Sabadell, the Barcelona-based bank, said it will move its legal base out of Catalonia following threats by the region’s leaders to declare independence.
Spain’s fifth-biggest bank said it would start the process on Friday to move its legal domicile to Alicante.
Its headquarters and employees will remain in Barcelona.
The board of CaixaBank will meet on Friday to consider a similar move, Reuters reported.
Caixa is Spain’s third-largest bank and accounts for about half of Catalonia’s banking sector.
Shares in Sabadell, the second-biggest bank in Catalonia and the fifth largest in Spain, have fallen 10% this week as the political crisis between Catalonia and Madrid deepened.
They closed more than 6% higher on Thursday, while Caixa shares added almost 5%.
Sabadell bought TSB, the bank formerly owned by Lloyds, for £1.7bn in 2015.
Reports said the Spanish government will issue a decree on Friday making it easier for companies to move their legal base out of Catalonia.
Such a move could hit the region’s finances as it considers declaring independence, possibly as soon as Monday.
The decree would allow CaixaBank to transfer its legal and tax base without needing to hold a shareholders’ meeting as stated in its statutes.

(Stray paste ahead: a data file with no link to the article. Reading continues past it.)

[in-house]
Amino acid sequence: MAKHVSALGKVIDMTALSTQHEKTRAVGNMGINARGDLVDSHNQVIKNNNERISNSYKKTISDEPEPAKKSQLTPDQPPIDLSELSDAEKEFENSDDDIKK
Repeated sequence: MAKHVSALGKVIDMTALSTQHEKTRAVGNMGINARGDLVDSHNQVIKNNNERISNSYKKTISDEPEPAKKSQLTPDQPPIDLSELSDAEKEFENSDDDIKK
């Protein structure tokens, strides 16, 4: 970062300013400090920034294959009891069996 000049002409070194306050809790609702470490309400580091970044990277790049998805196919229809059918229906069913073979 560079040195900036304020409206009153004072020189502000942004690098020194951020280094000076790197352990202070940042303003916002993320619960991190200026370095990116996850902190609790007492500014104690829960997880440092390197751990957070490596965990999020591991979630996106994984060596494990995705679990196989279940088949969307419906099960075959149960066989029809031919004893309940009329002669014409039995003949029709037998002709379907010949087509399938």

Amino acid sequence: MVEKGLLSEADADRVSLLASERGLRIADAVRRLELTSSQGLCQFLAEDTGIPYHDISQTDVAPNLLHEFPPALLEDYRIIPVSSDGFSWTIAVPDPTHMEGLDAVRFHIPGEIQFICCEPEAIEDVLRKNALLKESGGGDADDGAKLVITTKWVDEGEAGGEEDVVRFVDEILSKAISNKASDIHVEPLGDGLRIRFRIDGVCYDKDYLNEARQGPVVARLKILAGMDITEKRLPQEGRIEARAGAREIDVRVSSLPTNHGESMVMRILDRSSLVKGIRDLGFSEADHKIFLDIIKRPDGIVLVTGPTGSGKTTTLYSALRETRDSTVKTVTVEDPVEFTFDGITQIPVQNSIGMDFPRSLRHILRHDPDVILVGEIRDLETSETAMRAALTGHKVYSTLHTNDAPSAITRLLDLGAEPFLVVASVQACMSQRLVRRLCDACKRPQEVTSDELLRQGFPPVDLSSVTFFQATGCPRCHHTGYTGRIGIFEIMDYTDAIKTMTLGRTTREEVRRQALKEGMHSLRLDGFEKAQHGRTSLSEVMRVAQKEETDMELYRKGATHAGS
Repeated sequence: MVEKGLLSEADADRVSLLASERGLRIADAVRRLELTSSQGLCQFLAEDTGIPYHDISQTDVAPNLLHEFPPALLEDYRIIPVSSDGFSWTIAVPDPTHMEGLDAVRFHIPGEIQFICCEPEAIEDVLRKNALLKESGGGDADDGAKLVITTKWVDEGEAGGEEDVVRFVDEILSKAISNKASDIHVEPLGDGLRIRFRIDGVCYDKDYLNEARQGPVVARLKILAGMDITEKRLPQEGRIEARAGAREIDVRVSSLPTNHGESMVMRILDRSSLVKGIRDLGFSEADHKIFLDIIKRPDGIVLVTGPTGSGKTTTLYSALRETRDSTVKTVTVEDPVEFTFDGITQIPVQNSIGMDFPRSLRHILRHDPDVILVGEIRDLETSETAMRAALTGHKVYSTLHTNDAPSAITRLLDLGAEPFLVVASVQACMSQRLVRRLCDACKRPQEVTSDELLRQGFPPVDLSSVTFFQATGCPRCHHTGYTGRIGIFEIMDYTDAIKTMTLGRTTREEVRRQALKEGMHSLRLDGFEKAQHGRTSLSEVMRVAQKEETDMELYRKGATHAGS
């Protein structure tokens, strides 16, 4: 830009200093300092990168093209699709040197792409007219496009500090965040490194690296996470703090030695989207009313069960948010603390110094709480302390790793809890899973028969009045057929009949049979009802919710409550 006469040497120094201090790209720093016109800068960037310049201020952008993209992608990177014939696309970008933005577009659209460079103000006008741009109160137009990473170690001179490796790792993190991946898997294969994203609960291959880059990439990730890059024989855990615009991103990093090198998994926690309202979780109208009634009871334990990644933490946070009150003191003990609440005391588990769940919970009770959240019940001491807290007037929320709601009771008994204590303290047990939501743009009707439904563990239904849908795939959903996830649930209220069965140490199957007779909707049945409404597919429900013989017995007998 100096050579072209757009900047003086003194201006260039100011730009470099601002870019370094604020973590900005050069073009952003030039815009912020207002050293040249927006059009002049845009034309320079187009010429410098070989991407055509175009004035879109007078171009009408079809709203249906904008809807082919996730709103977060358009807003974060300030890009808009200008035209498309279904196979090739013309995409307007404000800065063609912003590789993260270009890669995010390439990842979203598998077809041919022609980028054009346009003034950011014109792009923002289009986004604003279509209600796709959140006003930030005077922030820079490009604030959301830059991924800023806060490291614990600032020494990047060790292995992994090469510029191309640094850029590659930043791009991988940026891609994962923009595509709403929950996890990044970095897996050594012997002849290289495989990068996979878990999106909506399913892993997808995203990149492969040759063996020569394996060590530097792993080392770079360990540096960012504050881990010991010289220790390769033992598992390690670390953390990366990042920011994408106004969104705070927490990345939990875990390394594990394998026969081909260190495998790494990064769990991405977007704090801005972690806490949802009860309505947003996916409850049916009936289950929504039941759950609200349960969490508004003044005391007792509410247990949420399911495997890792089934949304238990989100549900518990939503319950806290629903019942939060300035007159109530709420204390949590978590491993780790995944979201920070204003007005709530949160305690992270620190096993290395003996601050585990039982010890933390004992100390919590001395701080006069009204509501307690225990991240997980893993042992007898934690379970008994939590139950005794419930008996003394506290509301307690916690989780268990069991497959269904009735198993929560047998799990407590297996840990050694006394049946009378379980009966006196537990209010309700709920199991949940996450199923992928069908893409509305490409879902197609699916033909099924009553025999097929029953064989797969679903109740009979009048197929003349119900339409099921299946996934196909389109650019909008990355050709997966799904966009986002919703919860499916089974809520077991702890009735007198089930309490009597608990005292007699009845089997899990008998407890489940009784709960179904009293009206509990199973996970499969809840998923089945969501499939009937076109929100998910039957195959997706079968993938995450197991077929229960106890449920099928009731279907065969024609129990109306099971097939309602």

The Spanish government and Caixa both declined to comment.
Catalonia accounts for a fifth of Spain’s economy, with factories for companies including Volkswagen and Nestle as well as Europe’s fastest-growing sea port of Barcelona.
Volkswagen briefly stopped production on one line at its Seat plant in Catalonia when protests disrupted parts supply. Stoppages also affected production at Nestle’s instant coffee plant in Girona.
The Catalan business lobby Cercle d’Economia said it was extremely concerned by the prospect of Catalonia declaring independence and called for leaders from both sides to hold talks.
Dutch paint maker Akzo Nobel, which has several plants in Catalonia, said it was monitoring developments.
Spain’s constitutional court has suspended next Monday’s session of the Catalan parliament, in a bid to pre-empt a possible push for independence.